This is a two part series looking back at the top 20 seasons since 1903 by retired hitters not currently in the Hall of Fame (the first part covering #11-#20 is here).
You will see a number of familiar names here and some that even the most knowledgeable baseball fan has never heard of. To see, the top fantasy baseball seasons, please see our Historical Fantasy Baseball Player Rater. MVFH is an award we made up that stands for Most Valuable Fantasy Hitter. You can see the full list of retroactive award winners here.
#10 – Harry Davis – 1906 Philadelphia Athletics – 1B – $44.4
This is yet another late bloomer in the mold of Cy Seymour and Gavvy Cravath. Harry Davis had an undistinguished career up through 26 (with only 19 MLB games in his 24-26 years and a unique 10 double/28 triple year at 23) when manager Connie Mack convinced him to leave his railroad job to be 1B for the Philadelphia Athletics. From ages 27-33, he was a very good slugging 1B for the era – leading the AL in HRs for 4 consecutive years (1904-1907), doubles three times, and finishing top 4 in SLG 4 times.
1906 marked his best offensive year but he was just 9th in MLB in offensive WAR (HOFers Honus Wagner and Nap Lajoie were #1 and #3). The reason he was so valuable in fantasy baseball is that he had 12 HRs when only 5 other players even had 7. That earned him the max value ($23.8) for HRs. He also led the majors in RBIs, finished 6th in Runs, and was above average in SB/AVG.
From all I’ve read on him, he was well-liked and respected, unlike…
#9 Barry Bonds – 1993 San Francisco Giants – OF – $45.3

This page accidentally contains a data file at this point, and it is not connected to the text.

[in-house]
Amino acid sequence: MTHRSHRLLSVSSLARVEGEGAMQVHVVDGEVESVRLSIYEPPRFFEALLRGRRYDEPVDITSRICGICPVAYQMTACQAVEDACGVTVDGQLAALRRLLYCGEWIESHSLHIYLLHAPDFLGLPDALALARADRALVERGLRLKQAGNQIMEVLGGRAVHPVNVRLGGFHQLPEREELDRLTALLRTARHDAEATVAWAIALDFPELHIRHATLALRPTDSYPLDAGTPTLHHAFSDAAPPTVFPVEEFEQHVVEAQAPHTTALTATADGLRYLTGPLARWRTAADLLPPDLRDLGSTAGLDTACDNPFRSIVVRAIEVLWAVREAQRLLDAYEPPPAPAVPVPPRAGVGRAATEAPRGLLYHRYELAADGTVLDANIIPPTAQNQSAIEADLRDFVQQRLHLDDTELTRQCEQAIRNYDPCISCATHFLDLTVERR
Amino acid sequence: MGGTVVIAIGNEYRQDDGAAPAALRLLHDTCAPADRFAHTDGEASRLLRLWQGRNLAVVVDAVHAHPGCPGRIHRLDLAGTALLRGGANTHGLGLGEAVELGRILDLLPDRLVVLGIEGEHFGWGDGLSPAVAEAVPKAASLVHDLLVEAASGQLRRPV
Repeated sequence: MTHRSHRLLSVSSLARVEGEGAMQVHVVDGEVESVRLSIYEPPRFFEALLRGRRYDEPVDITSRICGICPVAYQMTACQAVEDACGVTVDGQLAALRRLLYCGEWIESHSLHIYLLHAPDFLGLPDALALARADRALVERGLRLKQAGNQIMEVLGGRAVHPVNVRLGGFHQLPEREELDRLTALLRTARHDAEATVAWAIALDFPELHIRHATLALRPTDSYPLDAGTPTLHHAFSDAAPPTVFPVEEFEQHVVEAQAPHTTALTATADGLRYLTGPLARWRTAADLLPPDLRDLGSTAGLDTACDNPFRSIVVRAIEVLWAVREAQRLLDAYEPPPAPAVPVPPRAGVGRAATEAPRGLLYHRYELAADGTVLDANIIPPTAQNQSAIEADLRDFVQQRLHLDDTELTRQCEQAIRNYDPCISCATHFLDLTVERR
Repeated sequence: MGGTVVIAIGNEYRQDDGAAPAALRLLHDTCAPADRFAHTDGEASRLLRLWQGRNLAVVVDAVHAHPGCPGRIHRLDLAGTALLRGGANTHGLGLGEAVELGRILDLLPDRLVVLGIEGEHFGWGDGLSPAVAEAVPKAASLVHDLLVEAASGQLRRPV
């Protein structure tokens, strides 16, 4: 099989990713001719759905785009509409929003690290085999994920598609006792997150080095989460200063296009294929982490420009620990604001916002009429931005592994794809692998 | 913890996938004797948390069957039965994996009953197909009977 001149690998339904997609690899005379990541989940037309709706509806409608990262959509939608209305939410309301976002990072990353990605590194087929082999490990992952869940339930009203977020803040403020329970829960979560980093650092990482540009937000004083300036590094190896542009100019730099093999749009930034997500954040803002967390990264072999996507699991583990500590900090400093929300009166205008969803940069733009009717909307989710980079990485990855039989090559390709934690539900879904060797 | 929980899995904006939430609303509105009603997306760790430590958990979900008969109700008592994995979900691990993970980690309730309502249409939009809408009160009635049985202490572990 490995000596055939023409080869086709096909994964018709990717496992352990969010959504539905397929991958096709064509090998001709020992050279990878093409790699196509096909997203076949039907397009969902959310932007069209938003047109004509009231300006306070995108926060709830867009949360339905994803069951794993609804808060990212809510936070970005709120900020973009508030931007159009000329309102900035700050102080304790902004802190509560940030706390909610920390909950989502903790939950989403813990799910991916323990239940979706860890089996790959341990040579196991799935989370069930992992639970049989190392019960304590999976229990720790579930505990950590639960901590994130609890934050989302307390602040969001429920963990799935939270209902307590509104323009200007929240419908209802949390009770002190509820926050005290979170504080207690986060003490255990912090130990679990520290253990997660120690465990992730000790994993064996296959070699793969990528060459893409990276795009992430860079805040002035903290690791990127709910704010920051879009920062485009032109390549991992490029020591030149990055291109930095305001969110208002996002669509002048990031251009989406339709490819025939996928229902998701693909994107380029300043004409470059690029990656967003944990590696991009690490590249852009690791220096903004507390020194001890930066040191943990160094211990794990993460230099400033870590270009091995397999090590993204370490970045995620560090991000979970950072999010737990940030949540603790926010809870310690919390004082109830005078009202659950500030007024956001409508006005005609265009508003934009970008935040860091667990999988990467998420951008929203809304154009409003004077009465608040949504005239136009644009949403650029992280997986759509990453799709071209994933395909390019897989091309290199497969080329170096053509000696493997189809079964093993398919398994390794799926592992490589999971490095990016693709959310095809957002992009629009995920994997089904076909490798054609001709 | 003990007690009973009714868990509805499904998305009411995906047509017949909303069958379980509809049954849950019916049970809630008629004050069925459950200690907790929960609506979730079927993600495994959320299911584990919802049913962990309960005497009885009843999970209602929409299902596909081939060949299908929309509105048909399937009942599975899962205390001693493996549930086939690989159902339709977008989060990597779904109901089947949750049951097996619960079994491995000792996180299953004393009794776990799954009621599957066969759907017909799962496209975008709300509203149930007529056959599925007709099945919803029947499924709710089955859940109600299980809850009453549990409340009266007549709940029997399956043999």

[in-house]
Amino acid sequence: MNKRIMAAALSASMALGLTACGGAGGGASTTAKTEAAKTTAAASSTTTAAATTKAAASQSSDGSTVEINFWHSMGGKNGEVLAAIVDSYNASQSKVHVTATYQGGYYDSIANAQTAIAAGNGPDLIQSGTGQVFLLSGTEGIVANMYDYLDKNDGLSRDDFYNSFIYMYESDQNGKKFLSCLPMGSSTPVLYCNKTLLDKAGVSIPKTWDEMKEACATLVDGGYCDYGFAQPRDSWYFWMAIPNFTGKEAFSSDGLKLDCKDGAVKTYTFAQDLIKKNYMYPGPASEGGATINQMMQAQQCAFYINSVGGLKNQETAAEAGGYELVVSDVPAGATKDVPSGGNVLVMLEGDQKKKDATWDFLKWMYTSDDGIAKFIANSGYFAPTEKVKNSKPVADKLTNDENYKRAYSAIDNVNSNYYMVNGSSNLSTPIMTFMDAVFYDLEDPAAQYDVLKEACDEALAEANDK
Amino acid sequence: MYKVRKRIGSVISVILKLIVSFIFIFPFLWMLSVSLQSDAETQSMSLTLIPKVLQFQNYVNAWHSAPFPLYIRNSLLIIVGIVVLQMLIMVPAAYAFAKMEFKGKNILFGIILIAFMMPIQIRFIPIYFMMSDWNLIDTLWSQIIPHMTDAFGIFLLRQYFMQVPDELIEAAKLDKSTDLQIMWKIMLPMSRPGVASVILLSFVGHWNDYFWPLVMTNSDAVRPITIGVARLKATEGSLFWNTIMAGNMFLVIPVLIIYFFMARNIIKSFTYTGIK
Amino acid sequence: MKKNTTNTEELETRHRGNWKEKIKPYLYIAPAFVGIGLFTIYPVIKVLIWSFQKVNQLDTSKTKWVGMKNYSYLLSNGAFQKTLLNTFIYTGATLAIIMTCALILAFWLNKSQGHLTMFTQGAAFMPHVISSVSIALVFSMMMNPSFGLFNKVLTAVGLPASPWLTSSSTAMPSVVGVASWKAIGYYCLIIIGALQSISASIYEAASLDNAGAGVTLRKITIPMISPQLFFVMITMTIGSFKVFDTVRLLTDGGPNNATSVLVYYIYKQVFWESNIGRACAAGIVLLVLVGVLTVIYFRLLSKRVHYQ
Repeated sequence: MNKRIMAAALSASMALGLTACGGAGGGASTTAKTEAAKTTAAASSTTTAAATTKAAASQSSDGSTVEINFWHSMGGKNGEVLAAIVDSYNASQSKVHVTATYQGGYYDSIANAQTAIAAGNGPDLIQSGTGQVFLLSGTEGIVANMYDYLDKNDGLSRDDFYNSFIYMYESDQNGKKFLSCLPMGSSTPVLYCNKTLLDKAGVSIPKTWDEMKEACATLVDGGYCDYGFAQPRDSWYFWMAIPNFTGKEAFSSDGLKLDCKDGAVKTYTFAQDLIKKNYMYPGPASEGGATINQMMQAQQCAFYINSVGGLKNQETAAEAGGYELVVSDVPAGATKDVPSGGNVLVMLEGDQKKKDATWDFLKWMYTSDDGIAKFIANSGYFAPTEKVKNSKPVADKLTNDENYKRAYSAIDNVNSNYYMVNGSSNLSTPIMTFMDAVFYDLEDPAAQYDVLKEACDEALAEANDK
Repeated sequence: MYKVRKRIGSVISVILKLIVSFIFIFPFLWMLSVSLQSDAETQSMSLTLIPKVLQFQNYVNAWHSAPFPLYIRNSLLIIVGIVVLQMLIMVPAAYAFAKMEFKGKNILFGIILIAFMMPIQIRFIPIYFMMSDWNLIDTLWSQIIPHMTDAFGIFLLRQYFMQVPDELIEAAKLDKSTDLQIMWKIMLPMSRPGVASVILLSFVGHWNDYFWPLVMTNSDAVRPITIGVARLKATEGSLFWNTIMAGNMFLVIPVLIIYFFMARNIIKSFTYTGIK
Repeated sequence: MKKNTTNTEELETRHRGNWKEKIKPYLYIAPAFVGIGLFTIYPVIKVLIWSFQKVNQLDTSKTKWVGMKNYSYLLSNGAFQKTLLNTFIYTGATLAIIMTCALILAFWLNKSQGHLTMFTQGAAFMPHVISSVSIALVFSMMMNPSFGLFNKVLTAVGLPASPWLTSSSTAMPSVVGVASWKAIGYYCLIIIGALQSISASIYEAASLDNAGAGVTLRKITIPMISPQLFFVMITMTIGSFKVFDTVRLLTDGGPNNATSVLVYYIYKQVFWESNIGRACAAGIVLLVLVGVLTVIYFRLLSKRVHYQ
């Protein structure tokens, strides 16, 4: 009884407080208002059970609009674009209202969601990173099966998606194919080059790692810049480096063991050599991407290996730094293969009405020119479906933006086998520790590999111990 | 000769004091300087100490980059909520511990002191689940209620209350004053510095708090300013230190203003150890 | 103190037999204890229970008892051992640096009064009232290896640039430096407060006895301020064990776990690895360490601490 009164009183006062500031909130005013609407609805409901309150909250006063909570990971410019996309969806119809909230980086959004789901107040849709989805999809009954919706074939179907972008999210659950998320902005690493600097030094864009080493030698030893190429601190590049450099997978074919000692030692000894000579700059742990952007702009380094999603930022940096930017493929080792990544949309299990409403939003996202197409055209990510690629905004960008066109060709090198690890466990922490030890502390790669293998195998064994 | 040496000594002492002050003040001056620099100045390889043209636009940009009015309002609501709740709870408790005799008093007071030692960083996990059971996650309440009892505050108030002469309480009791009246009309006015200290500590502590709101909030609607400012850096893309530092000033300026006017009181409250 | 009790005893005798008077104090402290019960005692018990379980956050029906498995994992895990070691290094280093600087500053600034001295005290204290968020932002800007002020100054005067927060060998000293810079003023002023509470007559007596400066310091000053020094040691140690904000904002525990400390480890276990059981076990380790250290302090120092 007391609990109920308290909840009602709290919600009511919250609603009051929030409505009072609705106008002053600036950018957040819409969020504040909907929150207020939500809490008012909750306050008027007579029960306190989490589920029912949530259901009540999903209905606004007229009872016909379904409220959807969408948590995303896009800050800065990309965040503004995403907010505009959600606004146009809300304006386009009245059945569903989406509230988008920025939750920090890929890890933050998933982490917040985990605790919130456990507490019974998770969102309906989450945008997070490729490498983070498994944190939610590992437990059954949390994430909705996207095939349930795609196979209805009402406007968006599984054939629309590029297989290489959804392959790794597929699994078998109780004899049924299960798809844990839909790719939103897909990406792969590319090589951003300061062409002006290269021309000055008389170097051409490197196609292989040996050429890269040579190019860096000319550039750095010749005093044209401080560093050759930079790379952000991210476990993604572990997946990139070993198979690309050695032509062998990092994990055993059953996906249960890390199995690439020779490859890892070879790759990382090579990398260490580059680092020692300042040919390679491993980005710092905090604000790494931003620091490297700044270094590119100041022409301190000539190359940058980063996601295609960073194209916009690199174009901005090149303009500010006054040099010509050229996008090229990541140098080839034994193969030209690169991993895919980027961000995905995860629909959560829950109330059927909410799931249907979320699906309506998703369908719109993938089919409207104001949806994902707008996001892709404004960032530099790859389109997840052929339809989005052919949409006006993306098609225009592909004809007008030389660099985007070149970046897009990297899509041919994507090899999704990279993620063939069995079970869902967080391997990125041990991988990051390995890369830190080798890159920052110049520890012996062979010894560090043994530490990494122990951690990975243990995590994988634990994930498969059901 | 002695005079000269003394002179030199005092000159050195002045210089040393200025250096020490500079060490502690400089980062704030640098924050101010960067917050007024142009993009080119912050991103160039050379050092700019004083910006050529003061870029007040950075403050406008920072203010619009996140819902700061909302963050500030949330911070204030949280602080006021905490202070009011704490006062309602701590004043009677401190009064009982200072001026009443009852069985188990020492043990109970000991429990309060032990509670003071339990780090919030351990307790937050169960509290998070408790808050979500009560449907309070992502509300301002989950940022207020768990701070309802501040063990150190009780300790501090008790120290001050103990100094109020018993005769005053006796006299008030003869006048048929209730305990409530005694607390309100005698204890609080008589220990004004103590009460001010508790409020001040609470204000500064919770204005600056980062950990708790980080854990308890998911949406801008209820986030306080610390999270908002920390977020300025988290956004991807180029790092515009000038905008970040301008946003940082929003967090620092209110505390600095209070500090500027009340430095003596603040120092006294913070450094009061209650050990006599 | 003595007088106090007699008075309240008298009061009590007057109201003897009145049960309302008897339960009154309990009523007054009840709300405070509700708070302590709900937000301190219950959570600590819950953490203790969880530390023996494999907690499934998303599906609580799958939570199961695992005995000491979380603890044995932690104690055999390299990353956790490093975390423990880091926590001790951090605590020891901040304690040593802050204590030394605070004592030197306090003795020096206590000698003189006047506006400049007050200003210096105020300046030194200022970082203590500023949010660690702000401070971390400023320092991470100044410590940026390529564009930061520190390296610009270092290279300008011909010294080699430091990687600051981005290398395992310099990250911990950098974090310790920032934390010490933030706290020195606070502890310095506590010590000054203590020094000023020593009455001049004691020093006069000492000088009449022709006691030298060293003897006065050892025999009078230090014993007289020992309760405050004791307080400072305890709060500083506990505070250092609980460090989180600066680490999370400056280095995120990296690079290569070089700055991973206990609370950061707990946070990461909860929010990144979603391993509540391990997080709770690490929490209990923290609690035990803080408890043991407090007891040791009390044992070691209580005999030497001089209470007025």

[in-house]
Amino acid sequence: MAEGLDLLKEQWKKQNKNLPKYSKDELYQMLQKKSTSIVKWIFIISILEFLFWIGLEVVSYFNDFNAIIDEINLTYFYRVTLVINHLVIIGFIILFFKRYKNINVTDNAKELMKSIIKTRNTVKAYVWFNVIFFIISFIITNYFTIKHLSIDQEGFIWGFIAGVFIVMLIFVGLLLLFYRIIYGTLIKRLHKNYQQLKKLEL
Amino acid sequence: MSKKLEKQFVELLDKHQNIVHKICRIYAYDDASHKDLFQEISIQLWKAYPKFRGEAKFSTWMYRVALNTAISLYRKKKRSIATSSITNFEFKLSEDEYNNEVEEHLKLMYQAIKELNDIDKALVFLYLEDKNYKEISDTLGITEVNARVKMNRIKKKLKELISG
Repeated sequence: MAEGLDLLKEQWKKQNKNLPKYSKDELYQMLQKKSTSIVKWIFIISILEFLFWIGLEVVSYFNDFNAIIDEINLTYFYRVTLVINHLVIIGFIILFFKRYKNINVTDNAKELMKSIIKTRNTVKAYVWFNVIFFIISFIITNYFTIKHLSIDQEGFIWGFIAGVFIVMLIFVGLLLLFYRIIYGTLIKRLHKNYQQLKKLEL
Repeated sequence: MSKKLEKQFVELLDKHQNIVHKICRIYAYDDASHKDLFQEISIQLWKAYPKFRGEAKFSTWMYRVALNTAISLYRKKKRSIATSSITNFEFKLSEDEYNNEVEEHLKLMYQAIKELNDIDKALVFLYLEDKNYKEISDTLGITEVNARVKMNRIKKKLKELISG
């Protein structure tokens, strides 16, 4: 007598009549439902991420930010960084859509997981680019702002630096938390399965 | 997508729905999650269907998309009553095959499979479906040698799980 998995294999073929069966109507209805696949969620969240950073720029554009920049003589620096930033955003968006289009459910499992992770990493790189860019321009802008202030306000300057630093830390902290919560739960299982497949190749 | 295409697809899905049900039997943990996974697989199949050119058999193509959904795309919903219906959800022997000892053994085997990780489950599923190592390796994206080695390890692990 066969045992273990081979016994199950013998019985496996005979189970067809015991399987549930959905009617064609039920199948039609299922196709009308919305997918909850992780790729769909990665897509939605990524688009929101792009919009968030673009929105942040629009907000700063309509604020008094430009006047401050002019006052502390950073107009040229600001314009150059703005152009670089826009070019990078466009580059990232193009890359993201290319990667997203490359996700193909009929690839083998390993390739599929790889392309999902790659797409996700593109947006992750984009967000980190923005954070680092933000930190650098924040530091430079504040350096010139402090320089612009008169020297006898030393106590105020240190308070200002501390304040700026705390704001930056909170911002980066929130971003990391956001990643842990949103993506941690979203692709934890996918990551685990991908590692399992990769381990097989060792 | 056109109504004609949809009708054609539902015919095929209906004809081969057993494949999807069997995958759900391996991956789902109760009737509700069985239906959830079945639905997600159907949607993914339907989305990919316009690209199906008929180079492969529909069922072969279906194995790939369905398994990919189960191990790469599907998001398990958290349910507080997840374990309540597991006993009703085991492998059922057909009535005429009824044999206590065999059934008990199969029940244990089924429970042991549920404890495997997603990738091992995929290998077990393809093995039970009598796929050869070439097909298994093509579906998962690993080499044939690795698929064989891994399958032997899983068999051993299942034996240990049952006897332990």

It is admittedly odd (and maybe ironic) that this season is more fantasy valuable than his roided-up 2001. Aside from HR, the two years aren’t that different. Same runs, the 1993 AVG a little better (plus more ABs), more steals in 1993, 14 more RBIs in 2001. It’s just he hit 73 HRs in 2001 vs. 46 in 1993. But 2001 was such a huge offensive year that it depressed the $ contribution of all his stats. His 2001 $ for HR was only worth $3 more than in 1993.
This was Bonds’ 3rd MVP and MVFH season and he’d have to wait 8 years before his next one. The next player also won the MVFH and shared some other things in common with Bonds…
#8 – Sherry Magee – 1914 Philadelphia Phillies – 1B/SS/OF – $46.1
Born at a time when ‘Sherry’ was preferable to being called ‘Sherwood’ (Woody? Irish?), Magee was a borderline HOF candidate who didn’t make the cut for several potential reasons such as: 1) reputation as a “crab” (see punching an ump unconscious), 2) quick post-30 decline (about 1,800 of his 2,100 career hits were in his 19-30 years), and 3) didn’t win a championship.
This was one of 5 $30+ years for Magee (only Barry Bonds, Bobby Bonds and Albert Belle have as many for HOF-eligible retired players) but the only one in which the career OF had SS eligibility. That was key because he finished top 5 in baseball in HR/RBI while only no other SS had more than 4 HR and only 3 had even HALF his RBI total. His HR/RBI represents about $30 of his $46 value with his R/AVG delivering most of the rest.
While Magee might be infamous for his crabbiness, the next fellow is known for his clams…
#7 – Howard Johnson – 1989 New York Mets – SS/3B – $46.2